Is Fraction Ownership Right for You NOT a Timeshare

 

Fractional ownership offers entrée to million-dollar vacation homes for far less money than buying outright—but financing options may be limited.After doing the math, some homeowners are set on fractions.

On a trip to affluent ski town Steamboat Springs, Colo., in March, Dennis and Pamela Stearns discovered One Steamboat Place, a Timbers Resorts development that offers fractional ownership of luxury vacation properties. The couple, whose primary home is in Greensboro, N.C., were intrigued by the thought of a second home without the maintenance hassles. Fractional ownership with Timbers Resorts also enables the Stearns and their two young daughters to stay in luxury properties elsewhere. “We didn’t want to feel like we had to go to the same place all the time to justify having it,” says Ms. Stearns.

Fractional real-estate ownership differs somewhat from timeshares. It typically applies to high-end properties, and ownership is split among fewer people. Periods of annual usage are typically three to four weeks rather than one to two, and privileges may extend to more than one luxury property. Another draw is concierge-level services that a guest would receive at a luxury hotel.

Like deeded property owners, fractional owners can sell their stake, leave it in a will or put it in a trust. Fractional owners pay a share of property taxes as part of their annual dues, ranging from $8,100 to $21,000, depending on the property, which also covers their concierge services and utilities. Some borrowers are able to write off mortgage interest on their taxes. On the down side, owners who want to make changes to the property are limited.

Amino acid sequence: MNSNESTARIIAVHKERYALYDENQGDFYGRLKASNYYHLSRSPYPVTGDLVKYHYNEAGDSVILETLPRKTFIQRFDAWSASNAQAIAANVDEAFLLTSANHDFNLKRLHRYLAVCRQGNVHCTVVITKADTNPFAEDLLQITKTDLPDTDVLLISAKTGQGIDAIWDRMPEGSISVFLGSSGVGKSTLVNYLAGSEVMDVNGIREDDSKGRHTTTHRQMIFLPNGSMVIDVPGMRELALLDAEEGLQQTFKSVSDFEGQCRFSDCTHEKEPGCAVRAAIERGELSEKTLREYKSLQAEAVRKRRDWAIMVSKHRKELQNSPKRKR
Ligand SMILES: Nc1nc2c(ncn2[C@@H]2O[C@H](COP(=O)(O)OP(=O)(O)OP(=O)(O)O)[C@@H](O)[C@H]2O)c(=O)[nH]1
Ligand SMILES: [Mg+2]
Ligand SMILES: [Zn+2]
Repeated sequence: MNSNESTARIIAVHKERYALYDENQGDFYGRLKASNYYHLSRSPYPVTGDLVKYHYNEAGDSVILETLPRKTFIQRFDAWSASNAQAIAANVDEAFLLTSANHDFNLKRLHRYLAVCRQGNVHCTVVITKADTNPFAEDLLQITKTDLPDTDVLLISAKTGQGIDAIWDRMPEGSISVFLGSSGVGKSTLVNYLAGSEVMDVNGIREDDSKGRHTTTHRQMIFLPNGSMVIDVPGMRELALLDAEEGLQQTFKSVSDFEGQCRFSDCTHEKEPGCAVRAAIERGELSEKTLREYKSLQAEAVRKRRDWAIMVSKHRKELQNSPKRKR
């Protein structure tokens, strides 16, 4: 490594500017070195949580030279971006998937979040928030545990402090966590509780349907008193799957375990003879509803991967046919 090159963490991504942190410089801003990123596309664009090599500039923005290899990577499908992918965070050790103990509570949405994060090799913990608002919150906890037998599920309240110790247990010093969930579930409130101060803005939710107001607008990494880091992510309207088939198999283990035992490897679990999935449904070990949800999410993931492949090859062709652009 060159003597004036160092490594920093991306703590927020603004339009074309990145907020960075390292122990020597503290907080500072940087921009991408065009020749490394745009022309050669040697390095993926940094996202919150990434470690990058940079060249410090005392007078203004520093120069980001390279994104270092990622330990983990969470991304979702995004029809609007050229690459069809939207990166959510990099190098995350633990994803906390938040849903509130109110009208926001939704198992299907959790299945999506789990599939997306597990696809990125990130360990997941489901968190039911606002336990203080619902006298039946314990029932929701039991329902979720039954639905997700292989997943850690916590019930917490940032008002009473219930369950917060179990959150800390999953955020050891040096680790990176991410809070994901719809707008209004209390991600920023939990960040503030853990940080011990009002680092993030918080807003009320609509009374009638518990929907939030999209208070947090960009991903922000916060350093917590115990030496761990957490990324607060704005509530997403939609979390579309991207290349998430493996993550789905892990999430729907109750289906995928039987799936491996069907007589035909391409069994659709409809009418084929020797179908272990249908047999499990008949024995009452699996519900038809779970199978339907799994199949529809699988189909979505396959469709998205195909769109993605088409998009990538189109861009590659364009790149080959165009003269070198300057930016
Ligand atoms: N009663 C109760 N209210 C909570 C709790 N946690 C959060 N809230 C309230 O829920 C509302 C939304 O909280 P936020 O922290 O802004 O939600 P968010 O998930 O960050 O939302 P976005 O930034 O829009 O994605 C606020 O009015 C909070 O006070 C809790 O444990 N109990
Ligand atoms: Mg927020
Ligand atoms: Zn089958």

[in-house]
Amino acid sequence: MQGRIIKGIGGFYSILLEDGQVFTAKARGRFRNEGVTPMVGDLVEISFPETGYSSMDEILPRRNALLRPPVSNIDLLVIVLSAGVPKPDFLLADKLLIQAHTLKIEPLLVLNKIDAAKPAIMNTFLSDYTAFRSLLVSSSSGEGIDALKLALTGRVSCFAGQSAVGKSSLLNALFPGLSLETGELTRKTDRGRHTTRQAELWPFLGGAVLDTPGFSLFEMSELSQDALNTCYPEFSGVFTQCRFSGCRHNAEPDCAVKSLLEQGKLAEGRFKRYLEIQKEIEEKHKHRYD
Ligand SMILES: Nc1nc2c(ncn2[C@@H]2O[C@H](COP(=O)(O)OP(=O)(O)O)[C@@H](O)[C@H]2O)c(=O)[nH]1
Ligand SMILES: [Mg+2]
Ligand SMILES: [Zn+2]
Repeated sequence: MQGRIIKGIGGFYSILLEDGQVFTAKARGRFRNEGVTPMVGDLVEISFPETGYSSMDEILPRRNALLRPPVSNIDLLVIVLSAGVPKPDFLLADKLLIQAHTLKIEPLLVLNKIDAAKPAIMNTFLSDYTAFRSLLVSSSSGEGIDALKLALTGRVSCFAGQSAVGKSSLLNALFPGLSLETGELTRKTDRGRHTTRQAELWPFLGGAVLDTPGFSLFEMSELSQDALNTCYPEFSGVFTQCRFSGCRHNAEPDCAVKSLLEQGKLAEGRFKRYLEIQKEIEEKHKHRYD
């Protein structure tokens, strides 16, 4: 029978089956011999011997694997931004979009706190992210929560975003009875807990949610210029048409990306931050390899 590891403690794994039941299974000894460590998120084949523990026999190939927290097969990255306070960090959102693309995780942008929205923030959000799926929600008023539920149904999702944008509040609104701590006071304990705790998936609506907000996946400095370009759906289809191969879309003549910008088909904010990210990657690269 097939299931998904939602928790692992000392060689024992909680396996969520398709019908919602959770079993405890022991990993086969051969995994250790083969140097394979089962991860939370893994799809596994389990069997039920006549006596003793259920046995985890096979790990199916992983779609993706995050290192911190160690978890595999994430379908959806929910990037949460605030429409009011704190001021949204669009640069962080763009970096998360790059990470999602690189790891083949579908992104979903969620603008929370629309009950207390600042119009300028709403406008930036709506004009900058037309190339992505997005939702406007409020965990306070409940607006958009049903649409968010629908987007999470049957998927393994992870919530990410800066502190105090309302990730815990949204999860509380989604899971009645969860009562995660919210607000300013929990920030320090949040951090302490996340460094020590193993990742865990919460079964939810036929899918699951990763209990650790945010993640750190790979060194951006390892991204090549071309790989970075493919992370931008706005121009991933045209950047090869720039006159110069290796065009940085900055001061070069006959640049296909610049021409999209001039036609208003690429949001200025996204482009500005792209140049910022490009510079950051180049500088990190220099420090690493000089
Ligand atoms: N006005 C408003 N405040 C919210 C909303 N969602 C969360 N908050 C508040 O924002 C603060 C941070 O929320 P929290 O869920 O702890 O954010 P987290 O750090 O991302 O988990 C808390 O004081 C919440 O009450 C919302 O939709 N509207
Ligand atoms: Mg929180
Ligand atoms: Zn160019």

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How young tech millionaires invest

 

As soon as the sale of his company was announced in 2012, Mike Zhang, who was barely above the legal drinking age at the time, started getting a flood of phone calls.

Mike Zang Picture

Wealth managers from some of the largest Wall Street firms — including Goldman Sachs, Merrill Lynch and Credit Suisse — started pursuing the freshly minted millionaire. Some even sent him gifts in an effort to woo his business.

But Zhang, now 23 years old, was turned off by their approach.

“When I have a rainy day, I don’t want to talk to an opportunist,” he said.

Zhang instead turned to Andrew Palmer, a managing director at Bel Air Investment Advisors. The two had met in the summer of 2011 at an event where Zhang was being honored with an entrepreneurship award for his success as the founder and CEO of Airsoft Megastore, an online store for lifelike toy guns and plastic BBs used in simulation combat competitions known as airsoft games. It’s sort of like paintball.

He started the company in 2004, when he was just 14, after returning from a trip visiting relatives in China. Zhang found that the airsoft guns and gear were selling for much less in China than they were in the U.S. He convinced his parents to let him import products from China and sell them online.

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